Katerra Breaks Ground on Facility to Make CLT-Based Structures
Originally published by the following source: Spokane Journal — July 6, 2017
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Progress Rail Services, of Albertville, Ala., and Menlo Park, Calif.-based Katerra Inc. might be gearing up to announce soon their plans to construct plants that that could lead to hundreds of living-wage manufacturing jobs in Spokane Valley.
Progress Rail, a subsidiary of Peoria, Ill.-based Caterpillar Inc., is a supplier of railroad and transit system products and services to the global railroad industry. The company provides complete rolling stock and infrastructure services ranging from track fastening supplies to advanced locomotives.
Katerra is a design-build contractor that recently launched an initiative to prefabricate multifamily and commercial structures using an eco-friendly product called cross-laminated timber.
Katerra boasts on its website that it’s redefining the construction industry with a technological platform that integrates design, manufacturing, and construction.
Despite guarded secrecy enforced through nondisclosure agreements, the company identities have trickled out through public documents in the case of Progress Rail, and a smattering of other information about Katerra, much of it derived by the Journal from the company itself.
Progress Rail recently bought for $3.2 million a 40-acre parcel of land on the east side of Barker Road, just north of Euclid Avenue and the Union Pacific railroad mainline, tax information on file with the Washington state Department of Revenue shows.
The company acquired the land from Centennial Properties Inc., formerly known as Inland Empire Land Co., which also owns large tracts of land east and west of there.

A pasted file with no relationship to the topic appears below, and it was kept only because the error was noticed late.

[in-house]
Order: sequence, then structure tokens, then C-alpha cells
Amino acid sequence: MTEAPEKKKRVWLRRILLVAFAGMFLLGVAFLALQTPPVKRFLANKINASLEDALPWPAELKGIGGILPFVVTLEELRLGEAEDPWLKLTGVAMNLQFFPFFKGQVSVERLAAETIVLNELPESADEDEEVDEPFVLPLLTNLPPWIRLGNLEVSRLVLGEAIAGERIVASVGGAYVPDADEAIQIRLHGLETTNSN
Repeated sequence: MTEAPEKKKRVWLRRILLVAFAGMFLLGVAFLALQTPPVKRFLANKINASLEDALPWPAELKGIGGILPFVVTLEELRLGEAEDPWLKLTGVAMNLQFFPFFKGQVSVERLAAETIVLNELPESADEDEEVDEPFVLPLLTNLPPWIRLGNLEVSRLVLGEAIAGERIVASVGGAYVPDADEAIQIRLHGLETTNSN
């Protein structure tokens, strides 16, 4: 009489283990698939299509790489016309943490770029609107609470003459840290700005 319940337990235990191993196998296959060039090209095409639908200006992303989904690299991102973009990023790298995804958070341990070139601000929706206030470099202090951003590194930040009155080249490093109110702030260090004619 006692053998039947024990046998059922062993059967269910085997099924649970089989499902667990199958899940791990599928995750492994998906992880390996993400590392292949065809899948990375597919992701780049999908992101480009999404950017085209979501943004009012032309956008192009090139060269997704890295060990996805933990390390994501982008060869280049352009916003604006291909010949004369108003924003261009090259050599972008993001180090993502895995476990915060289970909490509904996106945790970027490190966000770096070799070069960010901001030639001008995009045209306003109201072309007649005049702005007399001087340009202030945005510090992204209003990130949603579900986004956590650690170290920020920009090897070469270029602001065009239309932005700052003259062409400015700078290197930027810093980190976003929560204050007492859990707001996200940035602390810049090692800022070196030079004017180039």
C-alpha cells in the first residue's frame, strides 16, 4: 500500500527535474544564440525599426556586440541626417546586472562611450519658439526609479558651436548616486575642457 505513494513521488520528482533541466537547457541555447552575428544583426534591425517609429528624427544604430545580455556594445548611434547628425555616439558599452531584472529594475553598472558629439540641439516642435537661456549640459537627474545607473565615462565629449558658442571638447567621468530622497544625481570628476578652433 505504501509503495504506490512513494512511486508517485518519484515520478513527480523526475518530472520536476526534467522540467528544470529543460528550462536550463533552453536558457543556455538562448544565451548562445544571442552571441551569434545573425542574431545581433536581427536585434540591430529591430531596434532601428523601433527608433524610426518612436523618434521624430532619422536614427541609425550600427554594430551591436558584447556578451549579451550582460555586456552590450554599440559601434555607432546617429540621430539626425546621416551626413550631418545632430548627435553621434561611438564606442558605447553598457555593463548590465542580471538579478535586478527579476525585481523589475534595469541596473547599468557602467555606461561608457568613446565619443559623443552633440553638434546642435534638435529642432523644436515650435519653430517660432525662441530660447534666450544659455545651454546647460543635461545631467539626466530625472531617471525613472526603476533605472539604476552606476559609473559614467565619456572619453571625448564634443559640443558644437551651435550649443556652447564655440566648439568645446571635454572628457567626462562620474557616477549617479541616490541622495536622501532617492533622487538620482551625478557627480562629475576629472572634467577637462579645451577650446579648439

The property is part of a 200-acre industrial park where landowners and the city of Spokane Valley are planning to attract major manufacturers.
Doug Yost, director of Centennial Real Estate Investments, which manages the Centennial Properties holdings, declines to comment about the land sale and prospective users of the property, but says he anticipates one or more announcements within a month.
Centennial Properties and Centennial Real Estate Investments, are subsidiaries of Cowles Co., which also owns the Journal of Business.
Barbara Jansen, an Alabama-based spokeswoman for Progress Rail, declines to comment on the company’s plans for the Spokane Valley property.
Katerra was cofounded by multifamily housing developer Fritz H. Wolff, who has strong ties to the Spokane area.
Wolff, who is a Katerra board member, also is executive chairman of Scottsdale, Ariz.-based Wolff Co., the apartment development company that relocated to Scottsdale from Spokane in 2000.
Wolff is the son of Alvin J. Fritz Wolff, another Wolff Co. executive known well in Spokane.
Calls to Wolff Co. regarding Katerra’s Spokane Valley plans were referred to the company’s Seattle office. A spokeswoman based there declines to comment about Spokane-area plans other than to say Katerra will make an announcement soon.
Katerra’s other co-founder is Michael Marks, who also is the founder of the Riverwood Capital private equity firm, and former CEO of the big technology company Flextronics International Ltd. He also served briefly as an interim CEO of Tesla Motors Inc.
Katerra’s leadership team includes talent from Google, Apple, and other groundbreaking technology brands.
Designs on Spokane
Katerra also recently acquired Spokane boutique design firm Nystrom+Olson Architecture, quietly posting word of the acquisition only to its website. The posting describes the acquisition as “part of a strategic expansion within the Pacific Northwest … with particular emphasis in Spokane.”
Renamed Katerra Spokane, the architectural office has 12 employees with plans to expand, the posting says.
Nystrom+Olson founders Sam Nystrom and Chris Olson couldn’t be reached immediately for comment.
Wolff Co., which is one of the largest multifamily housing developers throughout the West, has continued to develop apartment complexes in the Spokane area. The company currently is developing the $15.2 million, 132-unit Riverhouse II Senior living apartments in Spokane Valley, and the $16.3 million, 132-unit second phase of Pine Valley Ranch apartments, south of Spokane Valley.
Katerra is the contractor on both projects.